Guacamole: Nature’s Perfect Food

by Sarah on January 27, 2011

Have you ever tasted something and thought to yourself, “this ‘—-‘ has no business tasting this good”.  As if something that fantastic cannot truly happen in nature.  But friends, guacamole is that food.

I know that we in California have been spoiled for many years, with avocados being available for a cheap price year-round.  Is this still true?  Seems like you can get anything, anywhere anymore–air mail.  All I know is, avocados are on my weekly shopping list.  And are a buck a piece right now at the local grocer.  Probably even cheaper at the Mexican markets.

I love and adore avocados so much.  I would totally marry one.  I regularly eat half an avocado, sprinkled with salt and pepper (lime and chili if I feel fancy) and scoop it right out of the shell with a spoon.  But guacamole–Lord, have mercy.  It really may be the perfect food.

I read in a James Beard book that popular early versions of guacamole served on the East Coast were called “avocado butter”.  I can see that.  The decadent smooth texture even feels like butter sometimes.  Plus, I suppose those folks back East didn’t get their hands on avocados very often.  That, and Mexican food in the East was kind of scarce.  How were these poor, deprived people to know what guacamole was in 1949?

And speaking of James Beard, in his friend Helen Evans Brown‘s “The West Coast Cookbook “(1952), she mentions that she had seen the spread called “Waca Molay”–but she adds, “not, I assure you, in a West Coast publication”.  (This will surely be a future ‘Cookbook Mania!’ feature, as she is just fabulous and I simply adore this book).

Thankfully, on the guacamole front, things have changed.  Decent Mexican food can be found nearly everywhere in the States, if not the world, and I’m pretty positive that even guacamole can be found in the farthest reaches of Maine.  You might even be able to scrounge up the rest of the ingredients too!

Because, really, even though a small bowl of guacamole is dear in a restaurant setting, at this time of year especially, you can splurge on a great big bowl of the flavorful green concoction for about the same price as a bag of chips.  So go ahead, pig out.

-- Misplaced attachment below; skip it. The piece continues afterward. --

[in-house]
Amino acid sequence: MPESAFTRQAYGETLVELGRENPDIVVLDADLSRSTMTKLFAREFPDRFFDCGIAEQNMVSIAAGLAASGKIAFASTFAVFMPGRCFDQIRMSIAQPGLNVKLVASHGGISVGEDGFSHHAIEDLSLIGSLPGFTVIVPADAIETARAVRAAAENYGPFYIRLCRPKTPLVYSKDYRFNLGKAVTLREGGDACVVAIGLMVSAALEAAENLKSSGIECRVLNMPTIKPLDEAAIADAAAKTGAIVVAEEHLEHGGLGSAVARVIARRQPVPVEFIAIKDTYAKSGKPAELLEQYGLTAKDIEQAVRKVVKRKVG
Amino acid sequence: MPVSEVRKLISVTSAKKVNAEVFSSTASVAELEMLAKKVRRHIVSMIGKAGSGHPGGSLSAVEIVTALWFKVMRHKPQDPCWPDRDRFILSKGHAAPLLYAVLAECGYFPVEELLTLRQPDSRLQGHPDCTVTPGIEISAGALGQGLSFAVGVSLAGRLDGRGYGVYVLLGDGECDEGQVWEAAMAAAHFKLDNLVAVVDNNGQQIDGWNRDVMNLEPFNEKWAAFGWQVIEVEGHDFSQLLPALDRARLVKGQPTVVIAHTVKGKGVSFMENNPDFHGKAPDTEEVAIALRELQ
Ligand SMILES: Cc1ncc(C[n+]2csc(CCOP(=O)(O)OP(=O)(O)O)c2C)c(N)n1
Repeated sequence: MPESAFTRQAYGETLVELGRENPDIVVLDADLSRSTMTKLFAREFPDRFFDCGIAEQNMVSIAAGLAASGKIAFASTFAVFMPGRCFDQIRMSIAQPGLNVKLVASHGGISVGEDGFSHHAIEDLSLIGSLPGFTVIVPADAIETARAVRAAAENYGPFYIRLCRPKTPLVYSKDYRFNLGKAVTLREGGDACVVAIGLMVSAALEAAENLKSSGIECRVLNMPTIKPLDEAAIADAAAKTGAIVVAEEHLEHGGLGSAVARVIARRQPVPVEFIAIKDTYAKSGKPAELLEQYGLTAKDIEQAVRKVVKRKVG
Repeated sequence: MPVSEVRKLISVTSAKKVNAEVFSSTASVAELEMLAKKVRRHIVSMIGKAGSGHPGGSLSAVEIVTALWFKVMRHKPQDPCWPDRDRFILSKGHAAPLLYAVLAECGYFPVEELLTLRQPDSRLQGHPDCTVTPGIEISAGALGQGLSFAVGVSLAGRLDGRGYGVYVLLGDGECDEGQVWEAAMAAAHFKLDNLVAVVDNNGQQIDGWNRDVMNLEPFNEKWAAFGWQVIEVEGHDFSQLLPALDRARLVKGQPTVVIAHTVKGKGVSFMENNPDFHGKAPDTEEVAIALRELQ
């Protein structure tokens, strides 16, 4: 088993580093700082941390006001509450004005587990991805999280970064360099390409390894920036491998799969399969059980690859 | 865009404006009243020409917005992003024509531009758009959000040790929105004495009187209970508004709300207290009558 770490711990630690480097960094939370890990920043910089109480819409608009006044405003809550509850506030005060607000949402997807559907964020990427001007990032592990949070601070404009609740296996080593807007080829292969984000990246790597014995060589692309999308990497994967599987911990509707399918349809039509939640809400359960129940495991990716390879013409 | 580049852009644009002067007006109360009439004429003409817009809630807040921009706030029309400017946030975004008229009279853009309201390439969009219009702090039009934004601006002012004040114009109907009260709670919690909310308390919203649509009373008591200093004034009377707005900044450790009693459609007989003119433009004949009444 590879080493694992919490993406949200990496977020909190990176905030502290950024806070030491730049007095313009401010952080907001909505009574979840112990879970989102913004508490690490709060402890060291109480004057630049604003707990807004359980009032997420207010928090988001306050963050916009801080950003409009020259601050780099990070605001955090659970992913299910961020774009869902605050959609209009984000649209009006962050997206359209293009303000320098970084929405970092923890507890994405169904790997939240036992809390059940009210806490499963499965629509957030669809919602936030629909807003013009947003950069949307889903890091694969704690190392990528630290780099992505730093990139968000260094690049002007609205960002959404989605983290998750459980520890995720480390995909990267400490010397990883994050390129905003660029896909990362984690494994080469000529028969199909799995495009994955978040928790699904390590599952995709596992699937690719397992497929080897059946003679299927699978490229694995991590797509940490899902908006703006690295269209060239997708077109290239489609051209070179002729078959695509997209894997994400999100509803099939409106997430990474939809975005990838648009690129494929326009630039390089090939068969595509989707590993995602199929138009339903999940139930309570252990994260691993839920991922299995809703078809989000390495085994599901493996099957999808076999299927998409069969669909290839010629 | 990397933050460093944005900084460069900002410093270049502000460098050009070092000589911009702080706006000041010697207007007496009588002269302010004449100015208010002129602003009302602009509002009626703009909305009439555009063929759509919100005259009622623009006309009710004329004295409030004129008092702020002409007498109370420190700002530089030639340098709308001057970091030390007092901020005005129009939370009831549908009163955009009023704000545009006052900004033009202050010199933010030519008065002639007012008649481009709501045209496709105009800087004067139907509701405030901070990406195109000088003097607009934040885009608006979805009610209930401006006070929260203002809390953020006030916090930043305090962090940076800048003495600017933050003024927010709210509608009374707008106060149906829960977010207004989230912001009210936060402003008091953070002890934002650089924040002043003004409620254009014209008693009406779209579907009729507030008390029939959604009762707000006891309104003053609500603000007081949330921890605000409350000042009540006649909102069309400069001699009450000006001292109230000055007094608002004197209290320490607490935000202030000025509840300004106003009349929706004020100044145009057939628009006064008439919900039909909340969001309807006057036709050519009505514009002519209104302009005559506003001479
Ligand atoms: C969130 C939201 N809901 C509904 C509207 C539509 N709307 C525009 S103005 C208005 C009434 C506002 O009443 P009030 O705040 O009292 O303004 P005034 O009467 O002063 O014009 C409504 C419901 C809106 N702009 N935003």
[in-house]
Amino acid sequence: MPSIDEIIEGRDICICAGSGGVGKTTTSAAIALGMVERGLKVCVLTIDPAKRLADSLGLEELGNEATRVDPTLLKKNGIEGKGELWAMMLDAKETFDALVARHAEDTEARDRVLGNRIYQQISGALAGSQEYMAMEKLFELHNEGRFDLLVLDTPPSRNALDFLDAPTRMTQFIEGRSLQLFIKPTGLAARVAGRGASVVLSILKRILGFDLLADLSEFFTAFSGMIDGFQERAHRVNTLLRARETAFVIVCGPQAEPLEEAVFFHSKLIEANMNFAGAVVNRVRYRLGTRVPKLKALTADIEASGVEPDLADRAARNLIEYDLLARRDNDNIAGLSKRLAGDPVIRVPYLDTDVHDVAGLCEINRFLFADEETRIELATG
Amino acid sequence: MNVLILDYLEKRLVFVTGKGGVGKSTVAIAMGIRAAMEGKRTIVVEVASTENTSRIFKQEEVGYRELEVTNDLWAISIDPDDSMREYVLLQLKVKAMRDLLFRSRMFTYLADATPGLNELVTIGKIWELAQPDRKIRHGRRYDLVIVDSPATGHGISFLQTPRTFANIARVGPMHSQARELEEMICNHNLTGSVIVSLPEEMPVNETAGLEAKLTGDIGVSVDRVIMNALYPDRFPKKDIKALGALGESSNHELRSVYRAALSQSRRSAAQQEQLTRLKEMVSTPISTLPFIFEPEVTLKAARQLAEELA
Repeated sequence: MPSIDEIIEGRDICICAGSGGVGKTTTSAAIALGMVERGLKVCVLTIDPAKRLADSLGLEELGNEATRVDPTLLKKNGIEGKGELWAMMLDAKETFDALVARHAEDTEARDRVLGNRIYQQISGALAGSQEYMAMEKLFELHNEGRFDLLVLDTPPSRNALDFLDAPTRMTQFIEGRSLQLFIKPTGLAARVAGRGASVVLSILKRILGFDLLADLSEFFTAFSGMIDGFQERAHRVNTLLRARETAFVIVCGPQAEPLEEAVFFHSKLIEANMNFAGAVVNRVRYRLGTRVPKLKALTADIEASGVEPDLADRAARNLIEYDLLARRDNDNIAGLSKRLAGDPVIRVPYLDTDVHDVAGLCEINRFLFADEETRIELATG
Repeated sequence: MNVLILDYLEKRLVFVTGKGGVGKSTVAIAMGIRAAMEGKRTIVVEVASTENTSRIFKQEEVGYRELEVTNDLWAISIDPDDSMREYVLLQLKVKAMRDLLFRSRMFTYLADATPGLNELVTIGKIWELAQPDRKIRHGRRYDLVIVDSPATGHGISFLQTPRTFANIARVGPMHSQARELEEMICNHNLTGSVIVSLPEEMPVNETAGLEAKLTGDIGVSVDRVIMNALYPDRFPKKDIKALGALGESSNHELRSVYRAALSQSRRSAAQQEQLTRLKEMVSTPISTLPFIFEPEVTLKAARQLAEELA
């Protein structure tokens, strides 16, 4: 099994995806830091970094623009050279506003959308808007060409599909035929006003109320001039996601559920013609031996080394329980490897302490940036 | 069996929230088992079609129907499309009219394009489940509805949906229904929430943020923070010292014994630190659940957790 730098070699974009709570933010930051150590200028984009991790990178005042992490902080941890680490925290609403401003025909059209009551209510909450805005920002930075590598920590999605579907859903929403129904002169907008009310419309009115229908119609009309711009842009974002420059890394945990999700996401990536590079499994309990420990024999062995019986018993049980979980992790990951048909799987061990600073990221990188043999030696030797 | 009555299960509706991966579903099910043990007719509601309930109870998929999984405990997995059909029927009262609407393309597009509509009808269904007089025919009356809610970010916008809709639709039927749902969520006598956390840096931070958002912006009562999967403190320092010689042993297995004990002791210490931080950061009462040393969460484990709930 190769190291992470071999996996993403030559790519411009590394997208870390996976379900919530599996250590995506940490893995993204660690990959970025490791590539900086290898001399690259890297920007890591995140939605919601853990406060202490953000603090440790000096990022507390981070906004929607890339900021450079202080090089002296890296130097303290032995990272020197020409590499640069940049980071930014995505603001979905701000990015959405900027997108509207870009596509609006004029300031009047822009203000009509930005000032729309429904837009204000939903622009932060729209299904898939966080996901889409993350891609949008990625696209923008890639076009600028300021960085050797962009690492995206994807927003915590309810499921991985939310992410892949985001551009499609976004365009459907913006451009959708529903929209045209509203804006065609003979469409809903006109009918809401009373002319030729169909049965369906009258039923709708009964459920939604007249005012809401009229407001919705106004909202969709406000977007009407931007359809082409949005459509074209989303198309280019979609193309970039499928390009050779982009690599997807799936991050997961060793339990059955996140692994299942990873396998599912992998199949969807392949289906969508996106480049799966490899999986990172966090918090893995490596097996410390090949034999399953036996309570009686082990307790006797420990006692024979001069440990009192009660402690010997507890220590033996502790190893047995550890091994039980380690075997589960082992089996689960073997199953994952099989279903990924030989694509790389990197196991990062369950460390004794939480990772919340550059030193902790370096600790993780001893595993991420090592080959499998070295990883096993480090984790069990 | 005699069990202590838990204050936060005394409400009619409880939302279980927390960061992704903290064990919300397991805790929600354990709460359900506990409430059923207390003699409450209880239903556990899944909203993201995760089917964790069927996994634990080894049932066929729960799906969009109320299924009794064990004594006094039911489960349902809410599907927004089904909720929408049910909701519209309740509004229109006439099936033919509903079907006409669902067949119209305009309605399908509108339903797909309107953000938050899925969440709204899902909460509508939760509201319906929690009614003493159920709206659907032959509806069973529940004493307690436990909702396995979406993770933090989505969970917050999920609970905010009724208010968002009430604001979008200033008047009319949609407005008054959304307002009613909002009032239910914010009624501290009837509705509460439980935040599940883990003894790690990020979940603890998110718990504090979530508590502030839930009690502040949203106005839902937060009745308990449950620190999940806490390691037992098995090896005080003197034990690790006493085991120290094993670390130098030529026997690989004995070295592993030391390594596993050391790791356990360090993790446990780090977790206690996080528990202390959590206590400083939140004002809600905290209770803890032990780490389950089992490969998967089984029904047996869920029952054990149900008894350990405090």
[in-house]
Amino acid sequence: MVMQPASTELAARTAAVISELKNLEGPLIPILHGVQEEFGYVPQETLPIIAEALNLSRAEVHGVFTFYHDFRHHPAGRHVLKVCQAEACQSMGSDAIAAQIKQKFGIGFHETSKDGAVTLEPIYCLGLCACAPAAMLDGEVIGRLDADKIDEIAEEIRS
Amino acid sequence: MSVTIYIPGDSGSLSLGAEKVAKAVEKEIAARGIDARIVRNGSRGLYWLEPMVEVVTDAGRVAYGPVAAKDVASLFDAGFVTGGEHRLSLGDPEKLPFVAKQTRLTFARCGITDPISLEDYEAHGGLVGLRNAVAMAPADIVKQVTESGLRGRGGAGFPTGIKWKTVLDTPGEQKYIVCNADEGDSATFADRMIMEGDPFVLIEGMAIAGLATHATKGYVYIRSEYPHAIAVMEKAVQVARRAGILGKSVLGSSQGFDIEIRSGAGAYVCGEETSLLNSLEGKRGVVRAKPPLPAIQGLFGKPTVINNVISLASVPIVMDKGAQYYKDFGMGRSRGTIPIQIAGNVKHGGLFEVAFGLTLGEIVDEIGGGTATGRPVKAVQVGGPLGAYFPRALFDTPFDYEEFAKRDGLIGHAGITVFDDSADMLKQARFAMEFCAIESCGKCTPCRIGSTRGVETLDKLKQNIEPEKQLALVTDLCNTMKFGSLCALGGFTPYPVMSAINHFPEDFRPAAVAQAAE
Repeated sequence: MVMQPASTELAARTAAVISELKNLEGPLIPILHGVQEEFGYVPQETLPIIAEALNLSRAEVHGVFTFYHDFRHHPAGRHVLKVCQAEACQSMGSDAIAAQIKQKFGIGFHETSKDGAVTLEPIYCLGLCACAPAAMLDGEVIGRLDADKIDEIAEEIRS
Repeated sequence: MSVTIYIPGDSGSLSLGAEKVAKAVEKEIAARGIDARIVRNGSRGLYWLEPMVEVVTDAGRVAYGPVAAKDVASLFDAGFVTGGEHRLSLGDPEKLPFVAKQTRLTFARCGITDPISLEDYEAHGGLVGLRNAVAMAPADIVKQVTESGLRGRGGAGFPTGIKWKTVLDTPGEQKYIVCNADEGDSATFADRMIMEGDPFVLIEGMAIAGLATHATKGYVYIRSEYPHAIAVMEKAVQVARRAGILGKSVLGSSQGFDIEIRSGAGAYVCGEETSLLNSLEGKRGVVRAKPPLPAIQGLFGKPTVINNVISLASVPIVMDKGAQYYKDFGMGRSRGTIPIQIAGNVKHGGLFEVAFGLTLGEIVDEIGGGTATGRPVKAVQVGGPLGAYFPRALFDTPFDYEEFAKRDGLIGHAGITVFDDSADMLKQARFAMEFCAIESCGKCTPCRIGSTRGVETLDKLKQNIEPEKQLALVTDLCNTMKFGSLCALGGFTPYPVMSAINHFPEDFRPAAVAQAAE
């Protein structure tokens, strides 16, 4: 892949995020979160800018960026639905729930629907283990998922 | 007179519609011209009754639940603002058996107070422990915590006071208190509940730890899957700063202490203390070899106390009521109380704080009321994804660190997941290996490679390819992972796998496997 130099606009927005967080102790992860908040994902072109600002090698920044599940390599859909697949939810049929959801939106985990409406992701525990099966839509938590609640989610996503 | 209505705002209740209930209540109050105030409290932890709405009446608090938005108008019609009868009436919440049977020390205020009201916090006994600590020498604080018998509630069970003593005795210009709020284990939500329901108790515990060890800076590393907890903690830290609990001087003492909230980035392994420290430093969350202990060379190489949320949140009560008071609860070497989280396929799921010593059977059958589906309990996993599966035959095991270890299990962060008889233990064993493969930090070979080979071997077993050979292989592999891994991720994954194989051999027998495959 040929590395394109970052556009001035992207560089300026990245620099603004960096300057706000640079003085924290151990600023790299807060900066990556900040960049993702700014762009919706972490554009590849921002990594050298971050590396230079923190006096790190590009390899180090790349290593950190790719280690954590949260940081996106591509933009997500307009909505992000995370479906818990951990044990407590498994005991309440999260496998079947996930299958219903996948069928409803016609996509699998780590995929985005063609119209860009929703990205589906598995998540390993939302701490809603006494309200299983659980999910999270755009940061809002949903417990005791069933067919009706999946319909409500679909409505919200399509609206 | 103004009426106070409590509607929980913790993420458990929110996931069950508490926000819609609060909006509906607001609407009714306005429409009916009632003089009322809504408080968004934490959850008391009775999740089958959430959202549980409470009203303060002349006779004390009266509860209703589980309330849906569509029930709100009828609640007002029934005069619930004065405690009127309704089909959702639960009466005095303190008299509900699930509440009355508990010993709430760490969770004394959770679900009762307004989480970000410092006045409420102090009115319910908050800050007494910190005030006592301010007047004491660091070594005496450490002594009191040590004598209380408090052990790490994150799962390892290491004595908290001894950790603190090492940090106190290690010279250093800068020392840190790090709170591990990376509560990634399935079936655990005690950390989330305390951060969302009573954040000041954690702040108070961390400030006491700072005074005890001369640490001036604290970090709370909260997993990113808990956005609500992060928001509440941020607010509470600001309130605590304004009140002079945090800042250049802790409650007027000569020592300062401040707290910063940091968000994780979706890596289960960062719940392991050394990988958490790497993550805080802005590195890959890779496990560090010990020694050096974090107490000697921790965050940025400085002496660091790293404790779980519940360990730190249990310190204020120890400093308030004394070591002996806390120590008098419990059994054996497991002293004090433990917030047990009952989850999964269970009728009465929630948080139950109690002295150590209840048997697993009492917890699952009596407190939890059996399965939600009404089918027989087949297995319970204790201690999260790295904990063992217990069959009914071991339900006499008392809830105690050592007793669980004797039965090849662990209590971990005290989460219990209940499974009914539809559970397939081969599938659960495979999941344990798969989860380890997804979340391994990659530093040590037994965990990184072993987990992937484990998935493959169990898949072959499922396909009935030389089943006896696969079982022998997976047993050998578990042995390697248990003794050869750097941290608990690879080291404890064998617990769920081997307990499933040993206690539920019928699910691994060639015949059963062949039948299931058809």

*Health Alert!* According to, avocados (and therefore guacamole) have been shown to inhibit the growth of prostate cancer; is high in oleic acid, which has been shown to prevent breast cancer; have more of the carotenoid lutein than any other commonly consumed fruit (lutein protects against macular degeneration and cataracts), are high in beta-sitosterol; a compound that has been shown to lower cholesterol levels; and is high in folate, vitamin E, monounsaturated fats and glutathione–all of which help prevent heart disease and stroke.  PLUS, research has found that certain nutrients are absorbed better when eaten with avocado.

Moral of the story is:  Eat more guacamole.  And here’s how to make it:



  • (For a small bowl, such as the photos above)
  • 2 avocados
  • 1 clove garlic
  • 1 Tbsp minced jalapeno (I have used red chili flakes in place of fresh jalapeno or other chile pepper when not available)
  • 1/2 a medium lime
  • 1/3 cup chopped cilantro
  • 2 Tbsp minced red onion
  • salt and pepper


  • Note: ALL of the above ingredients are approximate. Adjust the flavorings as desired. You can add diced tomato, in season and if desired, but I prefer to keep things simple and simply serve a fresh pico de gallo on the side.
  • Cut avocados in half, lengthwise, and, holding the avocado in the palm of your hand, cut side out, squeeze the avocado out of it's skin and into a small bowl. Repeat with all your avocado halves. Mash the ripe avocados with a fork until they reach your preferred consistency. I like mine on the chunky side.
  • Add the jalapeno (or other chili, if preferred, or simply red chili flakes), onion if desired, garlic and chopped cilantro. Squeeze in the juice of half a lime. Stir thoroughly. Taste and season with salt and pepper. Taste again and adjust seasoning with any of the above ingredients.

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